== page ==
And even in Canada, in North America, these western wedding traditions, even if they were, even if they're secular, even if like, you have no religious affiliation with a wedding that you're putting on. Still, what we consider to be like a typical wedding comes from these Christian wedding traditions. So it's important to note that our experience and our expertise within this wedding industry is very much geared toward that traditional Western wedding. But there are so many other things that do depart pretty greatly from these general tropes of passage that we will be getting into in more detail on a case by case basis in a future series. But for right now, what we're talking about, this is the traditional Western, Canadian wedding, or North American Wedding. And, frankly, you're gonna see that in most, quote unquote, Western countries, excluding specific religious traditions. But this covers a pretty wide gamut of ceremonies that are out there.

Corina Waldie 4:58

Yeah, because you definitely have You know, when we look at the typical ceremony, you're usually looking at a couple of different options. So you're either looking for a government officiant or depending on, like here in Alberta, you do have to go to a certified officiant or Alberta marriage commissioners, is what they're also called in order to have them do it. And that's where we really get into typically the more secular straightforward weddings because we don't do courthouse weddings or city hall weddings here in Alberta. It's just through the the marriage commissioners for like kind of straightforward, secular weddings, or you are going through the church. So you know, maybe you have a Catholic background and you're going and having a full mass. Or maybe you are, you know, doing something through your church and having your ceremony at the church. You're also not tied to a building either though, so many pastors outside the Catholic Church I need to state that, would be willing to also do you know, outdoor ceremonies, as well so or wherever you happen to have it. But depending on that officiant is really what's going to ultimately kind of like set the tone for your ceremony.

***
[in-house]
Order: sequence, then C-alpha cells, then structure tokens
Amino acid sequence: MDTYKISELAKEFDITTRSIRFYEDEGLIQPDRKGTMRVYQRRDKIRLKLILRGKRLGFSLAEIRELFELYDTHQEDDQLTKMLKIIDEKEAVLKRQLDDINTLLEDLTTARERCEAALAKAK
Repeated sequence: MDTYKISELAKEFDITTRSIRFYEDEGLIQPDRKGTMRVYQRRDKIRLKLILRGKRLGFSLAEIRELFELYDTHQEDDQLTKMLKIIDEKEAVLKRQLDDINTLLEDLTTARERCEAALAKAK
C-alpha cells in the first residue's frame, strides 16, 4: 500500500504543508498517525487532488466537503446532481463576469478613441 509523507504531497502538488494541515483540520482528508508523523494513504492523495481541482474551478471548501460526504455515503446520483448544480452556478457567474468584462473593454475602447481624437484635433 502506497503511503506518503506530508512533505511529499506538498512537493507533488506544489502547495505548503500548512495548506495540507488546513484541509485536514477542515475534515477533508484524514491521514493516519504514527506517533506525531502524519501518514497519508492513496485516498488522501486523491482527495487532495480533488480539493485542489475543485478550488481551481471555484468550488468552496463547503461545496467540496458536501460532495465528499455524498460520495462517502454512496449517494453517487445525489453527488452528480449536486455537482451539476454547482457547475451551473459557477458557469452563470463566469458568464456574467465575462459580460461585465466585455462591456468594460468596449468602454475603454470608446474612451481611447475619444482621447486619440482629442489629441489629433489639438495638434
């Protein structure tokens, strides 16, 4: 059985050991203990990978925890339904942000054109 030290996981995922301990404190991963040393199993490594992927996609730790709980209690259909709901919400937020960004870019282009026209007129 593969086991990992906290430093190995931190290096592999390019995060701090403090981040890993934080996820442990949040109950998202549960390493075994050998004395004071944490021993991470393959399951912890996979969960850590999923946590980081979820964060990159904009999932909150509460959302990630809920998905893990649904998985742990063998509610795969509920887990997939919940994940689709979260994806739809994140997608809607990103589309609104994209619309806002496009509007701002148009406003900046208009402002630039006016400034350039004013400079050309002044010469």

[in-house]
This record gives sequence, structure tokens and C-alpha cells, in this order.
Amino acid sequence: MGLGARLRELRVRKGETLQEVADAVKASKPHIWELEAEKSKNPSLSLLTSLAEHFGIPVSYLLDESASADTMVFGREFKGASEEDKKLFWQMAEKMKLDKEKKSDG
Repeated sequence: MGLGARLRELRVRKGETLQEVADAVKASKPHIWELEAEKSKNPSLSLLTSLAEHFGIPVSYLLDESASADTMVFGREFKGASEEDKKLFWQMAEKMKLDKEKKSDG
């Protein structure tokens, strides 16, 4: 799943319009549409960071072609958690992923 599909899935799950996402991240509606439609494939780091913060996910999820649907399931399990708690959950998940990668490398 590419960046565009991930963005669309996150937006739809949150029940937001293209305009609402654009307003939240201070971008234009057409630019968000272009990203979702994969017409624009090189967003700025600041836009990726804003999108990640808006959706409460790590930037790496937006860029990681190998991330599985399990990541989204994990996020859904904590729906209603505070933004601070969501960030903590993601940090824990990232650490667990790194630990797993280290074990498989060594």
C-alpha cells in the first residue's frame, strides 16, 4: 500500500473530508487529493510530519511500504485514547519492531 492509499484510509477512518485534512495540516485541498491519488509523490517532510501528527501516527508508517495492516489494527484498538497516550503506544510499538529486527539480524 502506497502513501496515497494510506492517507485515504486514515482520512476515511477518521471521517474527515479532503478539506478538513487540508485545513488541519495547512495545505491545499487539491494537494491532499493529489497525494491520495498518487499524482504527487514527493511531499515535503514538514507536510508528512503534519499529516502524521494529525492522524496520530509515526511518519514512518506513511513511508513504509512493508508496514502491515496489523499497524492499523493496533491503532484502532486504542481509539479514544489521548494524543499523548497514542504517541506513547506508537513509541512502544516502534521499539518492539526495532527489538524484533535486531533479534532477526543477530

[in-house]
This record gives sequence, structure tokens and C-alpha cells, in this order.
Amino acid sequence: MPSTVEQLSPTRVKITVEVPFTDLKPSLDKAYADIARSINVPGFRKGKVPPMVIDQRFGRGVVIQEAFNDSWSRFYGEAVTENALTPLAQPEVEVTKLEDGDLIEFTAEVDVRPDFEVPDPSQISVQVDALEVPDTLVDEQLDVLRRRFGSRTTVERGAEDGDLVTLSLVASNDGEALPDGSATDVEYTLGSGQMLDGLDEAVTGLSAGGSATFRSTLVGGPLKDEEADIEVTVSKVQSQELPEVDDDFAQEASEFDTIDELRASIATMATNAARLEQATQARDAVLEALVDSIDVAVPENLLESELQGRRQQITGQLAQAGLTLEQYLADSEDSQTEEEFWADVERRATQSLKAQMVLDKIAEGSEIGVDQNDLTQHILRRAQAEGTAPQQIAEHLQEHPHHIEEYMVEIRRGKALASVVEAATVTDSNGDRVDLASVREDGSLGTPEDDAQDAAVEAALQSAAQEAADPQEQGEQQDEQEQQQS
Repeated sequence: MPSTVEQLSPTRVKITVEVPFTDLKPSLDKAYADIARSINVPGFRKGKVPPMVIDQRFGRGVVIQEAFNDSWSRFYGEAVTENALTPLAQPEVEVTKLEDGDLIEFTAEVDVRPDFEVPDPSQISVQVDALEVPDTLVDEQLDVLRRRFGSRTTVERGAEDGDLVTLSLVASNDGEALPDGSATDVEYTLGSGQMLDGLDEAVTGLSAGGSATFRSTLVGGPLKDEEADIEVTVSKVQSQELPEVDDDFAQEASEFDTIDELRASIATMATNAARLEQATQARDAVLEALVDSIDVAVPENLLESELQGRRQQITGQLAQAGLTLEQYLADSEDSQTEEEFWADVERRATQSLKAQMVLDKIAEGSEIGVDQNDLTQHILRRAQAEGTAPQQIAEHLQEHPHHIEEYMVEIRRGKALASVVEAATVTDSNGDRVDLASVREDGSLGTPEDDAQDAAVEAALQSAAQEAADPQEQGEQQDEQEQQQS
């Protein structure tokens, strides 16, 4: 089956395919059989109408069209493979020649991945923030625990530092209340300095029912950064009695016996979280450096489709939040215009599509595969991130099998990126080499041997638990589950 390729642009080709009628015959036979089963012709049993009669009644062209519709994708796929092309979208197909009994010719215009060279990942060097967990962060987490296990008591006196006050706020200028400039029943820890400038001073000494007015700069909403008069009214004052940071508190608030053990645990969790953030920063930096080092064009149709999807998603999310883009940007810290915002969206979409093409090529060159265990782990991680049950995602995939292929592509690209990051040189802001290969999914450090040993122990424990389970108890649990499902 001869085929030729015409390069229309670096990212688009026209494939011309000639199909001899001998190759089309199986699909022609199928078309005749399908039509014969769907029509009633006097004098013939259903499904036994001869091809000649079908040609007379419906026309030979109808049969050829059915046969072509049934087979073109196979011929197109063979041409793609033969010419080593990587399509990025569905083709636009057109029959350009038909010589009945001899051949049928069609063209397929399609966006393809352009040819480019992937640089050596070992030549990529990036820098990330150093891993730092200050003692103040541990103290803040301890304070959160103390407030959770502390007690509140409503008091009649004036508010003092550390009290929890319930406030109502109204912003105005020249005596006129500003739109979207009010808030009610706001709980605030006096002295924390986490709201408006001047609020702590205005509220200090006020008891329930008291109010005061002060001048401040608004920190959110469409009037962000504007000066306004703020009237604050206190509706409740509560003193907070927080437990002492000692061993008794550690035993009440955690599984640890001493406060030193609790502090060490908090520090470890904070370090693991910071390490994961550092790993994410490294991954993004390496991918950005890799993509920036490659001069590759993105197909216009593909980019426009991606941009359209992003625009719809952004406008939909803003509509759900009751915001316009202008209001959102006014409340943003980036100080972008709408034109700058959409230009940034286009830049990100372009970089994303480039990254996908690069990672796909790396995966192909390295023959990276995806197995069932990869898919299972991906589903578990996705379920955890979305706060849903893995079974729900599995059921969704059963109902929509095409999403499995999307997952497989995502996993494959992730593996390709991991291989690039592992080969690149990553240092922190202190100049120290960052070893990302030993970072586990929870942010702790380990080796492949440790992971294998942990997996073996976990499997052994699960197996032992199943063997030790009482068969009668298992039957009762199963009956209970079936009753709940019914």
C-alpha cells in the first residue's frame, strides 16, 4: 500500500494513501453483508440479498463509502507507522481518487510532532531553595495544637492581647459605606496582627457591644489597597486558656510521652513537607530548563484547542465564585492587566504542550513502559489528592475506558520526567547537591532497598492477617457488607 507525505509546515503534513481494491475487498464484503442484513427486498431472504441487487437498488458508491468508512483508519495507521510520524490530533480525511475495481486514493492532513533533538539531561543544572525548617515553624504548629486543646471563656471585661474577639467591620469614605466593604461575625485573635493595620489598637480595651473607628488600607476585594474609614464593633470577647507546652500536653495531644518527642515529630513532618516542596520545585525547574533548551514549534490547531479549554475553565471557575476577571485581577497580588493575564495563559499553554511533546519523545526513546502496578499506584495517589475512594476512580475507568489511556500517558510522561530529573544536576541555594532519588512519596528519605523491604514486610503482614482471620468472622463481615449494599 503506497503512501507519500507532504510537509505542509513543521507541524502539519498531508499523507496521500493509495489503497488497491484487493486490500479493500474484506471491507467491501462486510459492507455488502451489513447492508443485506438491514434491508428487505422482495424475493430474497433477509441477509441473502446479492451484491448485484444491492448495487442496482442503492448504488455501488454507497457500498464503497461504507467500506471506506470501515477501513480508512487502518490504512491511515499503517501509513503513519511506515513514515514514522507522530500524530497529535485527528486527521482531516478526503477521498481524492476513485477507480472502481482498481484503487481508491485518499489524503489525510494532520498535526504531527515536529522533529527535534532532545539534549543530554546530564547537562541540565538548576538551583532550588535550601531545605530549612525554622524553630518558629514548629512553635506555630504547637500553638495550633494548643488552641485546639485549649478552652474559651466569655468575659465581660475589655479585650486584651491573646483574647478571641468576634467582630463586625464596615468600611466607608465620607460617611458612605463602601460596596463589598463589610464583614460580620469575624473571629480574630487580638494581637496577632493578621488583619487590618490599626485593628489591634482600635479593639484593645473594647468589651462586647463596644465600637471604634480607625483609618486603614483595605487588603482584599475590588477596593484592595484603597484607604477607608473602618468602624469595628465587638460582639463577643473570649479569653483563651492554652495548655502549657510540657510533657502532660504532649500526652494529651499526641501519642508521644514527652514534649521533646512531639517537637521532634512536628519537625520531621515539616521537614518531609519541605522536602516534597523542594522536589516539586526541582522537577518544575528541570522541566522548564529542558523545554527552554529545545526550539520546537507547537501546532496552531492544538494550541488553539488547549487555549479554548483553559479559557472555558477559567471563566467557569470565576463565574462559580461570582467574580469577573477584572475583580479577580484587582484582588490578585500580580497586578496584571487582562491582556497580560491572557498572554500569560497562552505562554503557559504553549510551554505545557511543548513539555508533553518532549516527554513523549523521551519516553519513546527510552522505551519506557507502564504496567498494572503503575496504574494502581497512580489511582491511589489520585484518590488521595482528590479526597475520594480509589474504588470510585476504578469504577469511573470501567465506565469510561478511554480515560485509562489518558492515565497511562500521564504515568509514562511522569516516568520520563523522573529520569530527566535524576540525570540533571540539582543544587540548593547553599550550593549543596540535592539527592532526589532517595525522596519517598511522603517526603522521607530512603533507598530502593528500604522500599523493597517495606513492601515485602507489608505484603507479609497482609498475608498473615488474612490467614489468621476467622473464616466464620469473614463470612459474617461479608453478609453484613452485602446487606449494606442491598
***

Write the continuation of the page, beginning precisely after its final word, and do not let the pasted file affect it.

Sydney Spidell 6:04

Now then, in terms of like the breakdowns of the things that you see, the first thing is going to be entering the space literally it's coming into your processional, and we see so many things from that traditional, you know, where you take a step and then your feet meet and then you pause and then you walk with the other foot and then you pause, and it takes 15 minutes to walk down the aisle

Corina Waldie 6:27

Or there's also the lovely... I also give my whole little spiel about making sure you hold your bouquet low enough because a lot of people have this like, you know, instinct that they want to like kind of hold it up and it ends up being above their their face. You know, because you know, bouquets are, especially when you're grasping the bottom are quite fluffy on top. So this idea of almost like pointing it like holding it down at your belly button and being super intentional about that and kind of like pointing it forward. I give that shepiel to every bridesmaid and every bride I have ever dealt with before they walked up the aisle so you don't get crazy weird photos

Sydney Spidell 7:00

Or if everyone's gonna look weird holding stuff, don't give them something to hold. Tie their hands behind their back, maybe that's a stylistic choice, that works too. But either way

Corina Waldie 7:00

Or lanterns or puppies,

Sydney Spidell 7:14

wedding back in September of:

Corina Waldie 8:20

Oh, Flower Boys. I've heard Flower Boys flower Men,

Sydney Spidell 8:23

Flower grandma. We love that

Corina Waldie 8:25

Flower Grandma, it's all get up.

Sydney Spidell 8:27

But all these people don't need to come down. You can have people already waiting up at front or you can choose not to have people up front with you, whatever. It doesn't have to be front - you could be in the middle of things. And I think too, then it's like the family side you know, you always get that this person's side is on this one and this person side is on the other but then if you're in a same sex couple, you don't have an obvious side to choose and also what if your family guestlists are super imbalanced? And you know, there are so many reasons for

Corina Waldie 8:59